With this framework in mind, I set out the ways in which one can initiate the winding up of a company.

 

Voluntary Winding Up: Company itself starts the winding up

 

The first form of winding up is known as a voluntary winding up. The process is initiated by the company itself, through its directors and shareholders, in deciding that the company should be wound up. This process does not involve the court at all.

 

A company could very well be solvent and be rich in terms of assets. The directors and shareholders may decide that they wish to wind up the company, and for all of the assets to be sold, and for the proceeds to then be distributed back to the shareholders. A method to essentially realise the investment the shareholders made into the company. Such a solvent method of winding up is known as a members voluntary winding up, or members voluntary liquidation. Safeguards are put into place to ensure that this method is solely reserved for the situation when a company is truly solvent.

 

A second form of voluntary winding up where the company is insolvent. This is a situation where the company is unable to pay off all of its debts. Nonetheless, a voluntary winding up process can still be initiated by its directors and shareholders. A creditor who is owed money by a company cannot object to a company deciding to wind itself up or the company deciding to close down its business. That is the usual business risk when dealing with any company.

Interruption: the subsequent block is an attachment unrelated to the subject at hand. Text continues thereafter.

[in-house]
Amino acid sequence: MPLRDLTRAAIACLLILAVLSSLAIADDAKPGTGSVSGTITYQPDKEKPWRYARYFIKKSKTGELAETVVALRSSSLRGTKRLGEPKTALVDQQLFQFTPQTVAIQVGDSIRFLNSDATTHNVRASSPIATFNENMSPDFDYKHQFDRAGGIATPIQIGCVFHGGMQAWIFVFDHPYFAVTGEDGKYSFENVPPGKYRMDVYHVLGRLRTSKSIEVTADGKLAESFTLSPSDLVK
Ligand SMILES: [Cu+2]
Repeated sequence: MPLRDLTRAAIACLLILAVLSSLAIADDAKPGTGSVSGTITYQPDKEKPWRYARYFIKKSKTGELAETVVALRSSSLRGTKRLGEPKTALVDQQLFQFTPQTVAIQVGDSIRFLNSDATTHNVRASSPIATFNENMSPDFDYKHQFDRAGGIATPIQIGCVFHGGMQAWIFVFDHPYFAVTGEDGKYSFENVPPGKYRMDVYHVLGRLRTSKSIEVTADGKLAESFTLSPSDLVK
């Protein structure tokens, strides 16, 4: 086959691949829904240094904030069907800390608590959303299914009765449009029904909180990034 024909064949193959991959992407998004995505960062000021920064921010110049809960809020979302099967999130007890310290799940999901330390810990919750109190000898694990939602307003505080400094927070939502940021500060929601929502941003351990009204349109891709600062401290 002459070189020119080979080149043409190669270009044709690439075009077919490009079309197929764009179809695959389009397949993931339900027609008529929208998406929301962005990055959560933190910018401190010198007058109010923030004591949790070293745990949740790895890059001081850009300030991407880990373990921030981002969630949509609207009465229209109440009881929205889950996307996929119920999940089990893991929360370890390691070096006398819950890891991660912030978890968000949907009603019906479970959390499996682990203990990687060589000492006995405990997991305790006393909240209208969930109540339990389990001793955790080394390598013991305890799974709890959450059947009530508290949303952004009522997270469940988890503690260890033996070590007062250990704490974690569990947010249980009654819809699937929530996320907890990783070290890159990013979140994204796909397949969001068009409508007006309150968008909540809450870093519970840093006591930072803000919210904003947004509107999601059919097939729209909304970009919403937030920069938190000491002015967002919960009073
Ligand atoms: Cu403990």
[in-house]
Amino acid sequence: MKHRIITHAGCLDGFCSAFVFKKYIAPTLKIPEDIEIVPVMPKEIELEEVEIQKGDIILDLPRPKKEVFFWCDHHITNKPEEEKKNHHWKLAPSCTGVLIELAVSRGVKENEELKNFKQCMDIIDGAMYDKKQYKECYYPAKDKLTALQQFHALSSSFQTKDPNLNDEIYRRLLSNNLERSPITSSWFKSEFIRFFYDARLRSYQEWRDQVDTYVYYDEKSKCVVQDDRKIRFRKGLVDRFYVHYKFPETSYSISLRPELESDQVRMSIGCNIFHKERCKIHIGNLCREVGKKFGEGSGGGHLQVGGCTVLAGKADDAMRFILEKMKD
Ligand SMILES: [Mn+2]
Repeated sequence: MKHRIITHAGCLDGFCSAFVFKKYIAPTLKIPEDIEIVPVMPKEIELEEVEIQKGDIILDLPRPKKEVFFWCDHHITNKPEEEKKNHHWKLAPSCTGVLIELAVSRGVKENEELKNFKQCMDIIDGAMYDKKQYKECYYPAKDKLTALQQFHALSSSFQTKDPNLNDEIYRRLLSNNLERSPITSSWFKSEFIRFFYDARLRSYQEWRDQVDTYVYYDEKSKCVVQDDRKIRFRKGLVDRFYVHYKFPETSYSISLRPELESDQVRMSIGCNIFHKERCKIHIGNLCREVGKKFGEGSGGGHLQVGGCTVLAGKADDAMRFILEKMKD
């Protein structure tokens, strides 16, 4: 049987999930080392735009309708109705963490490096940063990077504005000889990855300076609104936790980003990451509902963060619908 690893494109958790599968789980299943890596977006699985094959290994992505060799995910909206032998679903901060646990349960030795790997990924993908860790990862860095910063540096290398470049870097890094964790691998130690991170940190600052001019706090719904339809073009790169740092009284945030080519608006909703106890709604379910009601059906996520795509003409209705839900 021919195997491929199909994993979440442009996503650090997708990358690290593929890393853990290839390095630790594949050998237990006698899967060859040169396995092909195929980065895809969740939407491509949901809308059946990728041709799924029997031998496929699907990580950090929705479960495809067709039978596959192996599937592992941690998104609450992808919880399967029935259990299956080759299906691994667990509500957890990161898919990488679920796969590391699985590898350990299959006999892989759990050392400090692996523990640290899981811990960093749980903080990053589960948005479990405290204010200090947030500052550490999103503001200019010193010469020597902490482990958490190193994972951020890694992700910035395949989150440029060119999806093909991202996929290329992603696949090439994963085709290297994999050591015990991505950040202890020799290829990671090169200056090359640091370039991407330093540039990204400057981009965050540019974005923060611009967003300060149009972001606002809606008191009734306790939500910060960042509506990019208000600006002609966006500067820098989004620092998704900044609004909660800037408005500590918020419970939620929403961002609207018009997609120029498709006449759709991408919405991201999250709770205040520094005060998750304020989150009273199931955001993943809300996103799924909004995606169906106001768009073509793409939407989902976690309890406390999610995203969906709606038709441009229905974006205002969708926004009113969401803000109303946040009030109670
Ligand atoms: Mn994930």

This second method of winding up is known as a creditors voluntary winding up or a creditors voluntary liquidation.

 

The company (through its directors and shareholders) can make the decision to start the winding up process. However, the creditors now can have the final say in who should be appointed as the liquidator of the company.

 

This voluntary winding up process is known as a creditors voluntary winding up or creditors voluntary liquidation. The creditors have the ultimate say in the identity of the liquidator as the liquidator has the important role of taking control of the assets of the wound up company, selling the assets and then trying to maximise the distribution of the proceeds to the creditors. Since the company is insolvent, it is very likely that the creditors would not be able to be paid in full. Therefore, their interests need to be protected.

 

Court Process for Winding Up: Compulsory Winding Up

 

In the Malaysian context, it is very common to come across the winding up of a company through the court process. This is known as a compulsory winding up. I highlight the most common example where a company is unable to pay its debts.

 

A creditor who is owed more than RM500 can send out a demand letter to the company to pay within 21 days. Colloquially, this is known as a ‘Section 218 Notice’ or a ‘218 Notice’ since the demand is issued pursuant to section 218 of the Companies Act.